… Williams' novel is at once a second person narrative, an epistolary fiction, a literary dissertation (complete with footnotes and a list of references) and a postmodern treatise exposing false binaries. Each chapter begins with an encyclopaedic entry chronicling a specific type of cockroach, revealing their characteristics and pervasiveness. These entries serve as a frame for the chapter, mirroring the difficulty of reversing preconceived perspective and stereotypes. The satirical use of the travel guide aptly named Crowded Planet positions Timothy as the 'foreign other' attempting to navigate the South African space. Timothy's reliance on this information creates comical scenes of misinterpretation … While the mystery of Sizwe Bantu's identity is the main storyline of the book, the multi-layered approach introduces key sub-plots that are intriguing. I was particularly enthralled with Timothy's past relationship with 'M', evoked through a smattering of unsent letters. …
These elements, coupled with the inter-textual allusions to various African writers and Williams' stylistic decisions, serve to make the novel enjoyable to read. As a multi-vocal epistolary novel, this story will appeal to a wide readership: those interested in a particularly well-crafted post-modern story of discovery as well as those 'kritiks' who enjoy unpacking the significance in the portrayal of the constructed self."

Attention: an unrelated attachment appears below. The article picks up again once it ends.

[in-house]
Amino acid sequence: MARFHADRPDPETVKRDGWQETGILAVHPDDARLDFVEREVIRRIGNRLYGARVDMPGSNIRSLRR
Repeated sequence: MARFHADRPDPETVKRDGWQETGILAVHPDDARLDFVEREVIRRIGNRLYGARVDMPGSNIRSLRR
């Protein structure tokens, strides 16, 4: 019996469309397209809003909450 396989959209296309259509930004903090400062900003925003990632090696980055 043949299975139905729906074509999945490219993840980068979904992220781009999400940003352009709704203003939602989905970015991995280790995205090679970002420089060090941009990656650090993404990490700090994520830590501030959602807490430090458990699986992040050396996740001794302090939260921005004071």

– Gina Brock, Social Alternatives 32.4 (2013) 52
"If Heart of Darkness weren’t Conrad’s work, but instead a jolly collaboration between JM Coetzee and P. G. Wodehouse, it might have resembled Paul Williams’ latest novel, Cokraco. Part metafictional conceit, part romantic romp, all satire: Cokraco is as difficult to define as it is enjoyable to read.
… while predominantly a satire aimed at creative writing academics, Cokraco also works as a madcap mystery. Deliberately hammy in places, Williams’ pacing and description still manages to generate effective suspense – of the B-grade horror film variety. His taut and vivid descriptions of the South African setting add to the tension and eventual release."
– Amy Brown, Text 18.1 (2014): http://www.textjournal.com.au/april14/brown_rev.htm